Hopes Dashed for Aducanumab in Alzheimer's Disease

Two Phase 3 Trials Scrapped

Deborah Brauser

March 21, 2019

Two global, phase 3 trials assessing the investigational anti-amyloid agent aducanumab (Biogen, Eisai) for the treatment of Alzheimer's disease (AD) dementia are being scrapped because of futility, the manufacturers announced earlier today.

In a statement released by Biogen, an independent data monitoring committee advised that the drug was "unlikely to meet primary endpoints" in either the ENGAGE or EMERGE randomized controlled trials.

The trials were designed to assess the efficacy and safety of the drug in patients with mild cognitive impairment from AD and mild AD dementia. The companies note that the committee's recommendation for stoppage was not based on safety concerns.

"This disappointing news confirms the complexity of treating Alzheimer's disease and the need to further advance knowledge in neuroscience," Michel Vounatsos, chief executive officer at Biogen, said in a press release.

The company notes that it still plans to present detailed data from the studies at upcoming medical meetings "to inform ongoing research."

"On behalf of the millions of people living with Alzheimer's disease and their families that we serve and represent, the Alzheimer's Association is disappointed" to hear about today's report, Maria C. Carrillo, PhD, the organization's chief science officer, said in a statement.

However, "it is important to note that much of the knowledge we have gained about potential new treatments, and how to properly conduct clinical trials in people with and at risk for Alzheimer's disease, has been from clinical trials that have not met their endpoints," she added.

She noted that her organization looks forward to the upcoming release of full trial data for aducanumab. "Learnings from these trials will eventually lead to therapies that successfully slow, stop, or prevent this devastating disease in the future."    

Fast Track Designation, Early Promise

Aducanumab, which has also been known as BIIB037, is an anti-amyloid-beta (Aß) human monoclonal antibody.

The phase 3 ENGAGE and EMERGE trials were randomized, double-blind, placebo-controlled, parallel-group studies. The primary outcome was efficacy of monthly doses of aducanumab vs placebo in reducing cognitive and functional impairment, as measured by score changes on the Clinical Dementia Rating-Sum of Boxes.

According to clinicaltrials.gov, the estimated enrollment for ENGAGE was 1605 participants between the ages of 50 and 85 years from 181 locations in the United States, Canada, United Kingdom, Australia, Austria, Denmark, France, Germany, Italy, Japan, Korea, Portugal, Spain, and Taiwan. The trial start date was August 2015; the estimated primary completion and estimated full study completion dates were in 2020 and 2022, respectively.

The estimated enrollment for EMERGE was also 1605 participants, but from 192 locations in the United States, Canada, Belgium, Finland, France, Germany, Italy, Japan, Netherlands, Poland, Spain, Sweden, and Switzerland. This trial started in September 2015 and had about the same estimated completion dates as ENGAGE.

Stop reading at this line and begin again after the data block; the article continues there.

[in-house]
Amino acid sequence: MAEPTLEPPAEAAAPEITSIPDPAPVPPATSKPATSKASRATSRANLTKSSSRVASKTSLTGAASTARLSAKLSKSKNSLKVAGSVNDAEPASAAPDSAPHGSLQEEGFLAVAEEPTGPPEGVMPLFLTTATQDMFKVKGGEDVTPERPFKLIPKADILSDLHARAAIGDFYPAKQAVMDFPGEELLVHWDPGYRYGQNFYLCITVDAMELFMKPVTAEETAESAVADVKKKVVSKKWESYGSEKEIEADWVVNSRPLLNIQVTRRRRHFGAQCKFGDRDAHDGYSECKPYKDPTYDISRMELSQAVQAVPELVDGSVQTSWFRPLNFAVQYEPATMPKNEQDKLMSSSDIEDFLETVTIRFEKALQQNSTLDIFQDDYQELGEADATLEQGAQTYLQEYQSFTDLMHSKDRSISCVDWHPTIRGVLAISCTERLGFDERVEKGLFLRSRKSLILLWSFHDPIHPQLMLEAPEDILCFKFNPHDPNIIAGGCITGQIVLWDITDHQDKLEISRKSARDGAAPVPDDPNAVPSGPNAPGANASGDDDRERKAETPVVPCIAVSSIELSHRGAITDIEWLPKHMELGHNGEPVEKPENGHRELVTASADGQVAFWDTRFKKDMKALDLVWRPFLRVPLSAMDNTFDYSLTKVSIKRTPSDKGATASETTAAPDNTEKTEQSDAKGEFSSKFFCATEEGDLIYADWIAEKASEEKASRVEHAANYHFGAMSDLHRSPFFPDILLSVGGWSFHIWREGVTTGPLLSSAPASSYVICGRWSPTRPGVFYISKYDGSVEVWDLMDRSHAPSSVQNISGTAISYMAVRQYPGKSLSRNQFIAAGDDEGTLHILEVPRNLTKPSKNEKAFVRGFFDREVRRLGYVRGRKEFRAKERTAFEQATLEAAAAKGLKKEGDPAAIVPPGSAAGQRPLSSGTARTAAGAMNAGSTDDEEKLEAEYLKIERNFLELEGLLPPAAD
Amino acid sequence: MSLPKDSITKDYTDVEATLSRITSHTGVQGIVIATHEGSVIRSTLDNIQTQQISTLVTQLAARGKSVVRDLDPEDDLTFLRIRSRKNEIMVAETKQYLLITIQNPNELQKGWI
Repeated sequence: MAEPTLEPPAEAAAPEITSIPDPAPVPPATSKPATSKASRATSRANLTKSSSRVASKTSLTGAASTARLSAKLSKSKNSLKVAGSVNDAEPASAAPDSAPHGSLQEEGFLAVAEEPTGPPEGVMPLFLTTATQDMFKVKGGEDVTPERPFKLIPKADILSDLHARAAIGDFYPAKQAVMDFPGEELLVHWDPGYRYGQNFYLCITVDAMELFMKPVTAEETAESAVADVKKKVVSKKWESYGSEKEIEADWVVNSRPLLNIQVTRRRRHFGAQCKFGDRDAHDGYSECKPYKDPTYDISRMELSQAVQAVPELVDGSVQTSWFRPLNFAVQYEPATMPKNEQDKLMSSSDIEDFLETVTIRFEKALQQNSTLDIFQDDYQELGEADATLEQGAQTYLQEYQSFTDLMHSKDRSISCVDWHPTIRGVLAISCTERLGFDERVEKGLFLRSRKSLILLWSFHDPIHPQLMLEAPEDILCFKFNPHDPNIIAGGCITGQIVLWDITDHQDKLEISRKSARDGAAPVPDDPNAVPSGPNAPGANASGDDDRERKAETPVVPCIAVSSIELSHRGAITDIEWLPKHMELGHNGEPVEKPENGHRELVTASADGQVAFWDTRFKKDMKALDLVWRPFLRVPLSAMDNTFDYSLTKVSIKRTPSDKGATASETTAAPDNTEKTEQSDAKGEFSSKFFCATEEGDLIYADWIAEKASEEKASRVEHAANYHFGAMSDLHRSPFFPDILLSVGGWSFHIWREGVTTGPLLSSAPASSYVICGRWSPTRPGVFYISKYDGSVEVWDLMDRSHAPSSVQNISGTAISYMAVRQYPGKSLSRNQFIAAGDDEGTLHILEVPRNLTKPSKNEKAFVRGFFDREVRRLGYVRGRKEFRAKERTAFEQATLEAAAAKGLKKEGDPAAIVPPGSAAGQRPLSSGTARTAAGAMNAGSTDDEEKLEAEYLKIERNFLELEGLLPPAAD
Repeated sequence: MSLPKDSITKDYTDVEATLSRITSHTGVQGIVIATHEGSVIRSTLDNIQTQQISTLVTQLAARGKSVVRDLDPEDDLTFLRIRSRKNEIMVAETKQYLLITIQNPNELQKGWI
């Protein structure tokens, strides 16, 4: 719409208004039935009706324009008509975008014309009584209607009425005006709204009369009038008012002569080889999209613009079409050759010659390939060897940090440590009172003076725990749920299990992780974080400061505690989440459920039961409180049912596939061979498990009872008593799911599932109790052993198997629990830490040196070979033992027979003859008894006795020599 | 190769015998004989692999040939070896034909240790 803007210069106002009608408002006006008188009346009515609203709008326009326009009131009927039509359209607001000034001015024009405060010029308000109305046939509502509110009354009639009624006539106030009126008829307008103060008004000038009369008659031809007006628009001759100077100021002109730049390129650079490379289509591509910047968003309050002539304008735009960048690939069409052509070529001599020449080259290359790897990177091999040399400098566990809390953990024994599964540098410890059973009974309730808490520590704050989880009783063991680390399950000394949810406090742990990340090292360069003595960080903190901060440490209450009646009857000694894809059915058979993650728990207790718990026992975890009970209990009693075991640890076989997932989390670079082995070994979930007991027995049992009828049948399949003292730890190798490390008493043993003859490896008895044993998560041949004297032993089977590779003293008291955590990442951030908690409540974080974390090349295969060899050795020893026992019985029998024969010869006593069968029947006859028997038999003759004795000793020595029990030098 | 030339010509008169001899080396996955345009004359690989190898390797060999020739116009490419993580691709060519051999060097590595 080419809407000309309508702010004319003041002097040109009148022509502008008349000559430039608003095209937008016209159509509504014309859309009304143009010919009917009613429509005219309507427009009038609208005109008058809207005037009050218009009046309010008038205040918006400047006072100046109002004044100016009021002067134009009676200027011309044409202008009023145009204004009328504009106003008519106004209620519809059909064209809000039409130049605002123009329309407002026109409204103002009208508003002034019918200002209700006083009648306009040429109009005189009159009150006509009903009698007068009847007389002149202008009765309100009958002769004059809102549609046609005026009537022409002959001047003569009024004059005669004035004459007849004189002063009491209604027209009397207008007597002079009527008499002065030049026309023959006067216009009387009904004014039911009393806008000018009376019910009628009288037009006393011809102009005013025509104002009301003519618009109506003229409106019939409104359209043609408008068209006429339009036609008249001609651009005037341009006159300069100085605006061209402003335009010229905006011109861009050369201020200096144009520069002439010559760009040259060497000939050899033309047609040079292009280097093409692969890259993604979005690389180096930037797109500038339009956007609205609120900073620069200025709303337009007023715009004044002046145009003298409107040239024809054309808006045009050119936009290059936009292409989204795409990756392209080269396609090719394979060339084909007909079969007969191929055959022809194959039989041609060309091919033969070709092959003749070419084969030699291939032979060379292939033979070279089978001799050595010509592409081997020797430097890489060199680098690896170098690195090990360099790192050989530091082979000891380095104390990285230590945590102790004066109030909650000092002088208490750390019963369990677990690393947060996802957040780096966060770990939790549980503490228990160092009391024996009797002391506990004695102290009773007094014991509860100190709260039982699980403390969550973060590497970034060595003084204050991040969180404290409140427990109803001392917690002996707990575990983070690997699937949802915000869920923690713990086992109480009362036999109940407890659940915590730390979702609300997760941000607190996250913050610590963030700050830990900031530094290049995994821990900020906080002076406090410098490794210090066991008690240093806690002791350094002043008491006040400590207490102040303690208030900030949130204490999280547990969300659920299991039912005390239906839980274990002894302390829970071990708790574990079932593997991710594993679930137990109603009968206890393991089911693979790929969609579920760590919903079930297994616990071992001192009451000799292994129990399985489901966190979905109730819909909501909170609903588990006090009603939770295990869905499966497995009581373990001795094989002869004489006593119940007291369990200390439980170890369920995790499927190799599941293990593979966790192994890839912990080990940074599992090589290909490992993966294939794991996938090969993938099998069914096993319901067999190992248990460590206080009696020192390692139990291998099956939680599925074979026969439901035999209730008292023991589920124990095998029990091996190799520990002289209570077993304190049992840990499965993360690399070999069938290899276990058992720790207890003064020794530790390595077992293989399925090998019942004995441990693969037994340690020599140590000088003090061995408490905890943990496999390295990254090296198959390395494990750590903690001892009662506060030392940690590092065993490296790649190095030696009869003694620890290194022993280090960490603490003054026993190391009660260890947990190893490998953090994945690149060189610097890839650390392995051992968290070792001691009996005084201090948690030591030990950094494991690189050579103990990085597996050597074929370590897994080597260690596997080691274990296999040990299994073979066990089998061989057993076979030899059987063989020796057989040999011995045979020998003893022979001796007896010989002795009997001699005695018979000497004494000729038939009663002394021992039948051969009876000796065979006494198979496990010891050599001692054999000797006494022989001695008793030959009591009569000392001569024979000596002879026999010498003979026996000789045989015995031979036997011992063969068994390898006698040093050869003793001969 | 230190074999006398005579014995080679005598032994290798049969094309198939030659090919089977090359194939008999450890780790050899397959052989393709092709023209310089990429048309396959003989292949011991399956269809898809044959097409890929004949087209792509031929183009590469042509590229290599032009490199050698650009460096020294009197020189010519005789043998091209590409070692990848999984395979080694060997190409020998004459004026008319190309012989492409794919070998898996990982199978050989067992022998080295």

As reported in late 2016 by Medscape Medical News, the drug showed promise in earlier trials, such as in the phase 1b PRIME trial. Clinical, safety, and biomarker results at 24 months, which were presented at the Clinical Trials on AD (CTAD) meeting in 2016, were positive — including a dose-dependent reduction of Aß on amyloid-positron emission tomography (amyloid-PET).

However, today's statement notes that along with ENGAGE and EMERGE, a long-term extension study from PRIME and the phase 2 EVOLVE study will also be discontinued.

"Initiation of the aducanumab phase 3 secondary prevention trial will be assessed while the data from ENGAGE and EMERGE are further evaluated," the company reports.

The US Food and Drug Administration had granted Fast Track designation for aducanumab's development.

Time to "Move On" from Amyloid?

In the press release, Vounatsos noted that "we will continue advancing our pipeline of potential therapies in Alzheimer's disease and innovative medicines for patients suffering from diseases of high unmet need."

This includes continued research into its novel anti-amyloid agent known as BAN2401.

Results from an 856-patient phase 2 study presented at last year's Alzheimer's Association International Conference (AAIC) showed a significant reduction in amyloid at 18 months with a high dose of the drug, as reported by Medscape Medical News. However, phase 3 study information for this drug has not been released.

The phase 3 trials CREAD 1 and CREAD 2, which assessed the anti-amyloid antibody crenezumab (Roche), was stopped in January of this year based on futility analyses; and the phase 3 EXPEDITION trial of solanezumab (Eli Lilly & Co) failed to meet its primary endpoint in results released in 2016.

After EXPEDITION, many experts wondered publicly if it was time to move on from evaluating AD and amyloid.

At the 2018 AAIC meeting, Carrillo didn't dismiss the possibility of anti-amyloid strategies, but told Medscape Medical News that approaches that combine agents with other treatments and/or lifestyle interventions may end up being the best option.

"The scientific community is in agreement that combination therapy may be the future," she said at the time. "To be able to delay the disease even for a year can have a huge impact on lives."

In today's statement, Carrillo stressed that all potential treatment targets need to advance, and again reiterated that combining approaches should be explored.

"No stone can be left unturned. That said, all currently pursued treatments that are considered safe should be continued to determine their efficacy," she noted.

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